Sitting alone on the floor in the middle of my dugout -- a narrow grave four feet deep into the floor of the Western Desert, piled up at the edges with sandbags and a thin scrap of khaki canvas stretched over the top -- I would put on my tin helmet and wait. My hands up around the back of my neck, my legs bent and clamped together beneath me so that my chin was tucked well into my knees, I flexed my muscles and held my breath. In my mind's eye, I imagined that I was in a vast underground bunker, much more substantial than this shallow little scraping in the sand. My tin helmet became a huge metal umbrella and if any of the bombs fell on me, I forced myself to believe, they would simply ricochet off like harmless hailstones.
My helmet would protect me by providing an impenetrable barrier against what I had seen the Stukas do to the men around me. The faceless, limbless and dying all called out for their mothers in their native tongue, 'Ma mère!', 'Mutter!', 'Madre!' And I, leaning over them afterwards, the only woman among nearly four thousand men, would duly play the role. I tended to them after the air raids, I helped carry those still alive to the overcrowded hospital tent, I slid shut the eyelids of those beyond help. Then, after each raid, I crept back to my dugout alone, closing off my mind, pressing my own eyelids shut against the grisly sights and sounds and smells I'd just witnessed, and waited once again for the next attack as forty thousand German and Italian troops closed in on our position.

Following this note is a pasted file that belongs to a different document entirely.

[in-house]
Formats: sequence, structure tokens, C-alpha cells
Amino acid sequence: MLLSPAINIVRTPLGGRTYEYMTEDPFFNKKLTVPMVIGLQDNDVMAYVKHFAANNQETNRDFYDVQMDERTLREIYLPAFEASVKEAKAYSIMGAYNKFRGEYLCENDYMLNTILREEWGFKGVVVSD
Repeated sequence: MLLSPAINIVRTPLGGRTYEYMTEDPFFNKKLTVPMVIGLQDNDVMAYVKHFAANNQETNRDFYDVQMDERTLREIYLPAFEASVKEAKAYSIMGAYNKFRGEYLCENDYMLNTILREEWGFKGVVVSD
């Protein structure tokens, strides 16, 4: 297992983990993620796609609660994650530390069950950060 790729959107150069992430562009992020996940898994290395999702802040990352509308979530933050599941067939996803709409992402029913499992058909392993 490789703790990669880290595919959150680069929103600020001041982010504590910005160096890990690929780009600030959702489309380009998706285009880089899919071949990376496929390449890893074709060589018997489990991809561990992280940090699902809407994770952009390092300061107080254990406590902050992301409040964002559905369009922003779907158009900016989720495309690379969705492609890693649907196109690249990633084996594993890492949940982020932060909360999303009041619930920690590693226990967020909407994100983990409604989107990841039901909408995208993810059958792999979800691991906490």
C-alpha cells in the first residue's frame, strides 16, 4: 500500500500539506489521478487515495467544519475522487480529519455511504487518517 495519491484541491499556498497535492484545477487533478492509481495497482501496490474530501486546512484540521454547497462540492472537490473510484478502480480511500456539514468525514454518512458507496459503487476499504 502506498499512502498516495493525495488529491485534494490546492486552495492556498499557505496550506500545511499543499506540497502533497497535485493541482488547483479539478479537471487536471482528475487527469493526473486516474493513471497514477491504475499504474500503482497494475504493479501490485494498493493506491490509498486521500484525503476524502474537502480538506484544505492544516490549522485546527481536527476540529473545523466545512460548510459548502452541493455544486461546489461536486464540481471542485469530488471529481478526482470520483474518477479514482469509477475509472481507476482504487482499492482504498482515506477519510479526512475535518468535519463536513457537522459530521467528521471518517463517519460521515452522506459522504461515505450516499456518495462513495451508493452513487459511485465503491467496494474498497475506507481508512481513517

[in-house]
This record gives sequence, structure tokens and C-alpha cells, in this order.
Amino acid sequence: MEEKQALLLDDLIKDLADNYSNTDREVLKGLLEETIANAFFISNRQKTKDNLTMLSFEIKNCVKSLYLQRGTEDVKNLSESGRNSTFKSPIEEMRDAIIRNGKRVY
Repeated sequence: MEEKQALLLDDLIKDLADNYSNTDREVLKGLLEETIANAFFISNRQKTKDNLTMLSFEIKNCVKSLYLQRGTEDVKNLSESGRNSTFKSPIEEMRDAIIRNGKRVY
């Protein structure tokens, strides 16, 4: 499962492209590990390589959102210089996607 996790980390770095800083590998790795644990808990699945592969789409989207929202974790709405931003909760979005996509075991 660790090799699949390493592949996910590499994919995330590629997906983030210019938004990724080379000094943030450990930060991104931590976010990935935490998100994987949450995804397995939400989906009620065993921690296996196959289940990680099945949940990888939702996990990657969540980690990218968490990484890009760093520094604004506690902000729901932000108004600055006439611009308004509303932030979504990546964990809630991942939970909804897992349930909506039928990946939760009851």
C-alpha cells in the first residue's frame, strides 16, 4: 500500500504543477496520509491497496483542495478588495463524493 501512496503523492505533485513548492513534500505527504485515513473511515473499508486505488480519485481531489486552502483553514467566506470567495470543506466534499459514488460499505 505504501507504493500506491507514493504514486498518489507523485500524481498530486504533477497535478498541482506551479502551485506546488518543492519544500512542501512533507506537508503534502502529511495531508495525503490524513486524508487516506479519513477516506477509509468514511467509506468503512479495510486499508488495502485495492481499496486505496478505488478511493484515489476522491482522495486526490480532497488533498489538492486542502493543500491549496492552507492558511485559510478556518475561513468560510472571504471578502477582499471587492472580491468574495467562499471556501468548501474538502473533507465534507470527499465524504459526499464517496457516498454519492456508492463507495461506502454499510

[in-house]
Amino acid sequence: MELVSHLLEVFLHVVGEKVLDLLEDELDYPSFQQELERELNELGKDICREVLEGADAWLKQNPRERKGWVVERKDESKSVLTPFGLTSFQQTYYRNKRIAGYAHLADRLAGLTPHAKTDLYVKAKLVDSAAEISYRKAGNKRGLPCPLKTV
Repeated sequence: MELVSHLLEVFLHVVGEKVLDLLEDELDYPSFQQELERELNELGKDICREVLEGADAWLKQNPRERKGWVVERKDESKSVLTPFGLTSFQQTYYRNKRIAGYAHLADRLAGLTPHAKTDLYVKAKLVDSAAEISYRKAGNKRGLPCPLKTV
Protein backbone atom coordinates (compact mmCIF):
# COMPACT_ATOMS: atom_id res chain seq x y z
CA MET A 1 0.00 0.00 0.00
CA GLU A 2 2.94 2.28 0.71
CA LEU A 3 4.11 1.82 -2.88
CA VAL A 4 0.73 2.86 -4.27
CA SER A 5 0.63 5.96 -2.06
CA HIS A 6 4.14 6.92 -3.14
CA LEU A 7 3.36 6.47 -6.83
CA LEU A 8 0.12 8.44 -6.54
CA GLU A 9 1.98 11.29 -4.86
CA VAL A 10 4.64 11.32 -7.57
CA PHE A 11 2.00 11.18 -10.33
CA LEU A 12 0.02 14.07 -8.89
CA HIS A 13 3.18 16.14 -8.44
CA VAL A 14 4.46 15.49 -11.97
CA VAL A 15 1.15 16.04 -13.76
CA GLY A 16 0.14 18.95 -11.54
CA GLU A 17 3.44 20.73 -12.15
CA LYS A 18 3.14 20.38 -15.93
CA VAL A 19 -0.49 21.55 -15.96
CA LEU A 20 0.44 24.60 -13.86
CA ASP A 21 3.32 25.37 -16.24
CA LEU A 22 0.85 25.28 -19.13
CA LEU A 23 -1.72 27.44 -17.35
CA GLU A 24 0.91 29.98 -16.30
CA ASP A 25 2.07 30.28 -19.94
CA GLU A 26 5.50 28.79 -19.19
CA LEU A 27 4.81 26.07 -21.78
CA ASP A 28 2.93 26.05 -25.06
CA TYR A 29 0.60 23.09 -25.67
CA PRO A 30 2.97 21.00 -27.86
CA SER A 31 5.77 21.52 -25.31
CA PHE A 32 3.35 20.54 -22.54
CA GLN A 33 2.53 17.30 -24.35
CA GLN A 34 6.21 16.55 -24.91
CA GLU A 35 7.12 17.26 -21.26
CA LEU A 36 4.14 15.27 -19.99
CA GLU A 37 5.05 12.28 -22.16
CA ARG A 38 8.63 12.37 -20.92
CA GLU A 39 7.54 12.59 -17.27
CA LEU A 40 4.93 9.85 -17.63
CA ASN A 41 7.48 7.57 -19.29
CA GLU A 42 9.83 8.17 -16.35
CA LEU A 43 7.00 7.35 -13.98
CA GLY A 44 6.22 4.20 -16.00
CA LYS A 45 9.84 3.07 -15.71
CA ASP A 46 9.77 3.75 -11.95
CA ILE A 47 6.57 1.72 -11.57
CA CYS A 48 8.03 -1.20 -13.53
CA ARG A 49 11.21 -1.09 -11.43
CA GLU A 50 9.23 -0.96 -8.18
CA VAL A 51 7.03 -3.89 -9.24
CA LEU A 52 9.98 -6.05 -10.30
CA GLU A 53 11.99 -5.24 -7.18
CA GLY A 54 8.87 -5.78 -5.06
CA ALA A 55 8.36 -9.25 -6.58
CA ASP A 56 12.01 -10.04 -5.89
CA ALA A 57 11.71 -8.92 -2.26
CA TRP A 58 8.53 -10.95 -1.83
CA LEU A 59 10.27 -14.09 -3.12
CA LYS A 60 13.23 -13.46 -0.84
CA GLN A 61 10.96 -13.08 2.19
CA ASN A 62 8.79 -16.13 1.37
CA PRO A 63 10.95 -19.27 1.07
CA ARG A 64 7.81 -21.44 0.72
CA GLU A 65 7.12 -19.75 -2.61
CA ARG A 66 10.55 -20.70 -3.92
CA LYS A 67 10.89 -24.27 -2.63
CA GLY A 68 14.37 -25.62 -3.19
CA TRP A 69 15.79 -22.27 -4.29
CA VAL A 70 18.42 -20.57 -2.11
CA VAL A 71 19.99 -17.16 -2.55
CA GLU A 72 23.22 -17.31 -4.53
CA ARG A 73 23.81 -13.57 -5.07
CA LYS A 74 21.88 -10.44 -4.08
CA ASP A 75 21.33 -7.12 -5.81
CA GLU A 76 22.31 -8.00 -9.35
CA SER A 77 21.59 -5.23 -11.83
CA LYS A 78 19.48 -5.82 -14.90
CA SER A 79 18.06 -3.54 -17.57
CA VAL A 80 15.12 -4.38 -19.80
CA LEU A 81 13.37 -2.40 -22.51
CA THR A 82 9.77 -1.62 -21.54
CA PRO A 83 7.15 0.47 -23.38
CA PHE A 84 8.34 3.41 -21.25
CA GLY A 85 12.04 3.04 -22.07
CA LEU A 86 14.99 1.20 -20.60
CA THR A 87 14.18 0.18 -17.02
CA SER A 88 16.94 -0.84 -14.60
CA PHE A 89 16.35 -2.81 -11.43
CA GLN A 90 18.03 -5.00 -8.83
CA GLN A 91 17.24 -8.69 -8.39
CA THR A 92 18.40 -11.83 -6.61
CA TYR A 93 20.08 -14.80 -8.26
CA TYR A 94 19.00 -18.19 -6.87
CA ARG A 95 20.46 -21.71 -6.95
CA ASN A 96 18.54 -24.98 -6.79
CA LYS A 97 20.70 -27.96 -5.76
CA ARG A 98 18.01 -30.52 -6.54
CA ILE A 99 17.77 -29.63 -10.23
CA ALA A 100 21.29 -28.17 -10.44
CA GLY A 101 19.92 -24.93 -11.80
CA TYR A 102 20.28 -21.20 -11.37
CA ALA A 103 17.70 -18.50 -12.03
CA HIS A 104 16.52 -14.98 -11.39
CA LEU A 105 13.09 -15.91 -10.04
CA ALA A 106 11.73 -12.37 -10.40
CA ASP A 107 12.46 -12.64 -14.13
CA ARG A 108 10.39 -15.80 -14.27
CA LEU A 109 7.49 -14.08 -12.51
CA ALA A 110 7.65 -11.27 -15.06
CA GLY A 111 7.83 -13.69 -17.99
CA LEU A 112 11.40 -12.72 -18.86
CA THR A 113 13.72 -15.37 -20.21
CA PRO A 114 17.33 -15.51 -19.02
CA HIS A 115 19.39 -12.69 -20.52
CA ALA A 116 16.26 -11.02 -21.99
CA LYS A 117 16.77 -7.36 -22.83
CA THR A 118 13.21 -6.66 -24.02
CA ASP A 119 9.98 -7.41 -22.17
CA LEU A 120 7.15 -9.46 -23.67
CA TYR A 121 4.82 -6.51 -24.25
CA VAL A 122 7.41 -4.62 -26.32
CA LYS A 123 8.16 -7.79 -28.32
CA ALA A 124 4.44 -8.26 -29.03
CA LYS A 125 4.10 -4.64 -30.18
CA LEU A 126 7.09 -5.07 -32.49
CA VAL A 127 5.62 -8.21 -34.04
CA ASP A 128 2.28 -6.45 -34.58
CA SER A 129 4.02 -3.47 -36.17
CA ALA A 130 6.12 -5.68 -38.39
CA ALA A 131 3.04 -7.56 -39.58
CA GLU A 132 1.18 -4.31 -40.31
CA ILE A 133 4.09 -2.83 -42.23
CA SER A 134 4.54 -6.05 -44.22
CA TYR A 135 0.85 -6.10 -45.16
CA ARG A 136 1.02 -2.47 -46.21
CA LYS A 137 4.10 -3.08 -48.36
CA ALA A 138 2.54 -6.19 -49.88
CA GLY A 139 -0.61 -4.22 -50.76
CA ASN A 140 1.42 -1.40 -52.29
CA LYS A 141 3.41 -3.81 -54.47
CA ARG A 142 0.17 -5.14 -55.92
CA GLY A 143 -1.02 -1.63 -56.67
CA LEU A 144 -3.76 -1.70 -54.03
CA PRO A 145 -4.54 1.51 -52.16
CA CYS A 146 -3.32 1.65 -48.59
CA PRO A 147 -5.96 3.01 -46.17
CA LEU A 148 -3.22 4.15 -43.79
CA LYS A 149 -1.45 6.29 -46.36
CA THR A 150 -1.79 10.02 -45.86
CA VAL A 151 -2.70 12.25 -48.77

We'd been in this hell on earth for over three months, in a theatre of war that had become pivotal to the outcome of the Axis invasion of North Africa. As the world watched and waited, holding its breath, the legendary German commander Erwin Rommel and his Afrika Korps were pounding us to dust, using every war machine at their disposal. Each day brought fresh artillery shells whining across the desolate no-man's-land of coiled barbed wire and anti-tank minefields to erupt in the sand. Heavy-calibre machine-gun bullets rained on us almost constantly. The scorching desert sun -- sometimes as hot as 51° Celsius (120° Fahrenheit) with no shade -- sat unchallenged in the sky for fourteen hours a day, baking us dry. We were pestered by sand and flies, had no shade and little water, hardly any food, and had been under continuous attack for just over two weeks. Some of the men were so thirsty that they drank from the radiators of the few remaining vehicles.
The nights brought little respite from the glaring heat. Almost as soon as the sun dipped below the horizon, it became bone-achingly cold, the temperatures plummeting to well below zero. We shivered in our pits, the cold depriving us of any sleep we might have been able to snatch between the incessant night raids.